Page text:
When Presbyterians decided to sell their church at 910 N. Newstead to Lane Tabernacle, Roy S. Rauschkolb, a 34-year-old Firestone Tire and Rubber Co. salesman, organized a “protective association” to block the sale and keep African Americans from moving into the neighborhood. (St. Louis Post-Dispatch, Jan. 25, 1920)
Rauschkolb said: “This is not a race question, and there is no prejudice in it. It is simply a business proposition. Most of us have worked hard to build or buy our homes, and we don’t propose to see their value depreciated.”
Rauschkolb didn’t “build” or “buy” his home, though: Census records show he was renting an apartment on Enright when he organized the “Delmar-Enright Protective and Improvement Association.”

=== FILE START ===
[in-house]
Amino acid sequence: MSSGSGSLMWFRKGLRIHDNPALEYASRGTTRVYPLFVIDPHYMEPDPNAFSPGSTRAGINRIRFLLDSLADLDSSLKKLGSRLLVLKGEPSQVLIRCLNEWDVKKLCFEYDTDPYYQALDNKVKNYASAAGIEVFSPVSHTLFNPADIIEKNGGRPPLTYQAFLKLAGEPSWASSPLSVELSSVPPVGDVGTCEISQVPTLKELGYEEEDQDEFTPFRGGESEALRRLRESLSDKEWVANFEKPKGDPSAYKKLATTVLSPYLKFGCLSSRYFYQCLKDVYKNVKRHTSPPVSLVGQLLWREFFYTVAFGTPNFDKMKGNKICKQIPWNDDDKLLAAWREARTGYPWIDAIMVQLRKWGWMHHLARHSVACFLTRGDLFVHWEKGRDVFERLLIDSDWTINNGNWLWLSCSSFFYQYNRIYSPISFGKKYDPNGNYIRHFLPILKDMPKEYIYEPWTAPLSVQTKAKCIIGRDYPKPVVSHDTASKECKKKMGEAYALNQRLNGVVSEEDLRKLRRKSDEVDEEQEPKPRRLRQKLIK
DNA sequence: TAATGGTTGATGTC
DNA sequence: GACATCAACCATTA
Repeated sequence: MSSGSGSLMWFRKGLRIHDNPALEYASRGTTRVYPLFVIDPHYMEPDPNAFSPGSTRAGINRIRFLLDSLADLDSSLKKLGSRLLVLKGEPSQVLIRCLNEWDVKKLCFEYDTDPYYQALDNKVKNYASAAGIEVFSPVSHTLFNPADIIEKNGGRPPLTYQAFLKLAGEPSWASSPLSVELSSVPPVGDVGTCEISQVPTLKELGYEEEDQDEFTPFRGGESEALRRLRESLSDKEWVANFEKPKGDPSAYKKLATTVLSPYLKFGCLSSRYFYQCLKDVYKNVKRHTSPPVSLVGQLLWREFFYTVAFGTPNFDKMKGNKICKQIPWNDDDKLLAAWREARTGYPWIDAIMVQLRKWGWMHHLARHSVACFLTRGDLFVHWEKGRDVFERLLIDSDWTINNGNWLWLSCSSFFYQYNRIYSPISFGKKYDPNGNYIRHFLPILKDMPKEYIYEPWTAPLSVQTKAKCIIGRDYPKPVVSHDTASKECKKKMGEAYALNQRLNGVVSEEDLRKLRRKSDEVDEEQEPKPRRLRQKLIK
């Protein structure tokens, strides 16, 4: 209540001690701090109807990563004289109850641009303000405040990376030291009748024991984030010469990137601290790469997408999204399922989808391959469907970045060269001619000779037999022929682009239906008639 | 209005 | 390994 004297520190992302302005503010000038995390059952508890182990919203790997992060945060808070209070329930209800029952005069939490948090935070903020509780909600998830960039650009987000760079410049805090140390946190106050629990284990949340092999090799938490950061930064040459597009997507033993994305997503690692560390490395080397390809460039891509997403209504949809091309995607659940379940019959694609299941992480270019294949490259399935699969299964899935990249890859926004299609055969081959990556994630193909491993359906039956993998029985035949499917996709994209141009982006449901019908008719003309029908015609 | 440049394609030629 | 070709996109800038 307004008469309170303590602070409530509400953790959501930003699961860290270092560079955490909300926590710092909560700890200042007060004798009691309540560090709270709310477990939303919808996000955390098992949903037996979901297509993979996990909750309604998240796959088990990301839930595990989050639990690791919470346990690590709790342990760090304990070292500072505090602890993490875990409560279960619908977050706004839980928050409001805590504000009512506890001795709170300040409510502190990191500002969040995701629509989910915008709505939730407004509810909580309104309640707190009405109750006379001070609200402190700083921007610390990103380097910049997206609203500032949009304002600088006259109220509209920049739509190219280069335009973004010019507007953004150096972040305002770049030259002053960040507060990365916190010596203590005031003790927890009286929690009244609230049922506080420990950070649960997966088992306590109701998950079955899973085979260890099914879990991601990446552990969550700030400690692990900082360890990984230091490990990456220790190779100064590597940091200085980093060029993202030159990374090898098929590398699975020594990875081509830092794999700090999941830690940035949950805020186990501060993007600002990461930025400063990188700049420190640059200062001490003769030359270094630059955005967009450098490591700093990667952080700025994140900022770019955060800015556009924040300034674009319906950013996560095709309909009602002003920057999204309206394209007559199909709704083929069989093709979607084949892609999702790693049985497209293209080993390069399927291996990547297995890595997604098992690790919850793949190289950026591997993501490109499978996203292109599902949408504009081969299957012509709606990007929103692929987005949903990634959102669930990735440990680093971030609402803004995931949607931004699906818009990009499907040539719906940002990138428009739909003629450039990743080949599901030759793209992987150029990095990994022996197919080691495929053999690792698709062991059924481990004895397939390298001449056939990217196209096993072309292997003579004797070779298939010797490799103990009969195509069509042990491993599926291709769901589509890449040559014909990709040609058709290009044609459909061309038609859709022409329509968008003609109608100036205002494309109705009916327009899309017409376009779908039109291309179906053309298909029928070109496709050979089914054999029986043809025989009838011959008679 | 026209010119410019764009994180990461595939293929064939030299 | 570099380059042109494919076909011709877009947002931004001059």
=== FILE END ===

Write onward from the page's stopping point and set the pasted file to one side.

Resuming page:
Later that same year, Rauschkolb was “loaned” by Firestone to the St. Louis Chamber of Commerce to help promote a $60 million bond issue. He became a Chamber official in the 1920s, represented laundry owners during a bitter strike in the ‘30s and ran the Granite City-based Tri-State Chamber and served on the Bi-State Development board in the ‘40s and ‘50s.
A footnote: Rauschkolb, who moved frequently, was politically active as a young man, briefly serving on the Webster Groves board of aldermen, helping organize Republicans in that conservative south St. Louis County community. His father, Louis Rauschkolb, was an inspector for the St. Louis sewer department, but killed himself in 1914, after he was demoted to cleaner.
Roy S. Rauschkolb’s obituary in 1963 made no mention of his activities in 1920; his death certificate said he worked as a “Public Relation Man.” (Originally published Jan. 19, 2020)